Posted by: Jeff Rubin, Associate Vice President for Communications on 6/5/2007 3:08:00 PM
During spring break my son, a junior at the University of Pittsburgh, bumped into another Pitt student in the Sagrada Familia cathedral in Barcelona, Spain. Less than a year before, the two students had been together on a Hillel alternative break in New Orleans where they helped rehabilitate a homeless shelter. The Jewish lesson of New Orleans was clear: tikkun olam. But is there a Jewish lesson to be learned in Spain, a country filled with more Jewish memories than communities?
My son was one of hundreds of Jewish students who elected to spend a semester abroad and outside of Israel. Their objective is to immerse themselves in a foreign culture and become an integral part of our “globalized” world. As they learn about general history, culture, politics, science and art, they can also learn about their own Jewish story, particularly in the countries of Europe. Indeed, these Jewish student pilgrims pose a unique problem for Hillel: To what extent should we and local communities provide a Jewish context to their foreign education? (JTA published an excellent article on this phenomenon.)
Spain offers a unique window on this dilemma. Jewish culture thrived in Spain for 500 years until the Inquisition drove Jews out or underground. The year 1492 is marked as the end of the Jewish community of Spain but the pressure to leave or convert began decades earlier. Jews have trickled back into Spain over the years. Today, the Jewish community still numbers just 40,000 -- too small to sustain outreach to foreign students.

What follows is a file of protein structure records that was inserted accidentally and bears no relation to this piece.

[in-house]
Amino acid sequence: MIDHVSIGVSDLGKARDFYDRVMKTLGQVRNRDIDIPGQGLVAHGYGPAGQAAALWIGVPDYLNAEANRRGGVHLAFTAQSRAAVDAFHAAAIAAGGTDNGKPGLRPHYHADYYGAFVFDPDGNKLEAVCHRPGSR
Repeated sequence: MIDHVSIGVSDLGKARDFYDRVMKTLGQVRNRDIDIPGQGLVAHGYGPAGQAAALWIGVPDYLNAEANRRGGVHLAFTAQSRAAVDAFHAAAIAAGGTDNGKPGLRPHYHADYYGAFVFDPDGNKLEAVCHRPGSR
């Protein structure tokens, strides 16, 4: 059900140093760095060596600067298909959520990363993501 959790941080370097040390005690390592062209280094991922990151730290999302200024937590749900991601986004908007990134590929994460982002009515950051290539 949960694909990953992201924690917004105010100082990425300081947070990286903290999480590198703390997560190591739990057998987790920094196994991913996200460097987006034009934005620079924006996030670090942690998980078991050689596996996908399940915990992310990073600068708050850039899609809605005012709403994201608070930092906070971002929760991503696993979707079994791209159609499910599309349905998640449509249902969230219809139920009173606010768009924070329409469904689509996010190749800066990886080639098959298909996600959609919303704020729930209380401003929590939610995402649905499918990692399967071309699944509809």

Jewish culture is everywhere and nowhere in Spain. The skyline of Barcelona is dominated by the hill of Montjuic, whose name may connote a long-disappeared Jewish cemetery. Every town has its Judería, or Jewish quarter, but, in most places, there is no Jewish content or community. Seville has two Jewish quarters but too few Jews to hold a public Seder. Walking through the Prado, Madrid’s landmark museum, paintings of the crucifixion carry the inscription “Jesus of Nazareth, King of the Jews” in perfect Hebrew – someone had to teach the painter those words.
Spain is beginning to reclaim its Jewish past. A small Jewish museum has been created in Seville. Toledo and Girona have made extensive efforts to preserve Jewish structures. The government has created a travel itinerary called Caminos de Sefarad, or Sephardic Routes, linking 15 medieval Jewish cities across Spain.
Now a member of the European Union, Spain is enjoying a period of stability and prosperity. It is likely that more and more Jewish students will be attracted there. One hopes that as Spain continues to embrace its Jewish heritage, these students will see the still-empty vessel of Jewish life in Spain and ask profound questions about Jewish history in the diaspora. Perhaps they will explore the beauty of Sephardic Jewish culture -- and maybe learn a little Ladino -- the Yiddish of Sephardic Jews -- along with their Español.
Spain offers a Camino Sefarad, a Sephardic route, to Jewish identity, but there are many other paths as well, routes through countries like Germany, Poland, England, Russia, Italy, Greece and more. Should Hillel provide a roadmap?
RE: Taking a Sephardic Route
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